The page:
4. All required infrastructure had been established through the school, but much more had to be done to meet the standards set by the SRSA (national department of sport).

 

1.6.3.        Request: - Ben Vorster High School

 

Ben Vorster High School requested that the committee support the case that 1% of the players be allowed to enrol at university.

2.                   Mpumalanga province

Meeting hosted by Mpumalanga Department of Culture, Sport and Recreation, (26 November 2014)

2.1.           Mpumalanga Academy of Sport

 

The academy had ceased to exist in 2012, and the equipment had been moved to a storage facility in Nkangala. Mpumalanga did not have an academy building and the gym equipment was in storage, but the officials reported that the academy system was in place. New academy staff had been appointed from 1 May 2014.  The manager was responsible for provincial programmes and three district academy coordinators, employed at all districts, were responsible for all district and satellite academy programmes. The Mpumalanga Academy of Sport operated within the Mpumalanga Sports Confederation and the office of the Chief Director of the Mpumalanga Department of Culture, Sport and Recreation. The academy had two funding sources: R2 million from the grant in terms of the Division of Revenue Act (DORA), and R500 000 from SASCOC.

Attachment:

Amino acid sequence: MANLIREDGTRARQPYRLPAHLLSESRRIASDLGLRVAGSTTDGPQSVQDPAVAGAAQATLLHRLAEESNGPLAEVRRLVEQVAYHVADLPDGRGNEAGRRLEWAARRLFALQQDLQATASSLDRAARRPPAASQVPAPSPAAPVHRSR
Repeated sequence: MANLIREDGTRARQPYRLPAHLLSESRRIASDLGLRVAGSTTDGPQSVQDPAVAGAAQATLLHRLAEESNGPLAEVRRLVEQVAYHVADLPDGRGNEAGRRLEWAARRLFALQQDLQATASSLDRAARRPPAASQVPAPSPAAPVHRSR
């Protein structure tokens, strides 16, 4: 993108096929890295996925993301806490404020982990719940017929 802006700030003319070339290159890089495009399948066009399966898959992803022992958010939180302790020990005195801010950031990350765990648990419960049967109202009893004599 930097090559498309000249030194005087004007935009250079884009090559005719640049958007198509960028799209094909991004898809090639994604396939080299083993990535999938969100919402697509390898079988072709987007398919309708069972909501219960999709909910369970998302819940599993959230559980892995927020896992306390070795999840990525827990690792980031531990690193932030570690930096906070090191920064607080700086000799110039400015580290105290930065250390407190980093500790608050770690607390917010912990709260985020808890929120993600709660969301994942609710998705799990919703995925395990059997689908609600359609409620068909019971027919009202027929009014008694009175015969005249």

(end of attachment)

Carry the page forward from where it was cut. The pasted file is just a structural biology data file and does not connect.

The academy coordinated medical and scientific support for athletes through the Lowmed Sports Performance Centre and mobile testing units would be bought in the 2015-16 financial year. The Academy also coordinated life skills and career guidance and developed a retention strategy for Mpumalanga athletes, since it had been found that the majority of athletes moved to Gauteng because academic opportunities were more favourable.

 

The academy also provided technological support for identified athletes, assisted in the preparation of provincial athletes and officials through the academy programme for national competitions and events, monitored the implementation of the LTPD, ensured that identified athletes were registered with the SAIDS testing pool, monitored and evaluated programmes of the district academies and ensured the establishment and functionality of the provincial academy commission. When the board was disbanded it was agreed that there had to be a provincial academy commission. It was not clear whether the commission had been formed.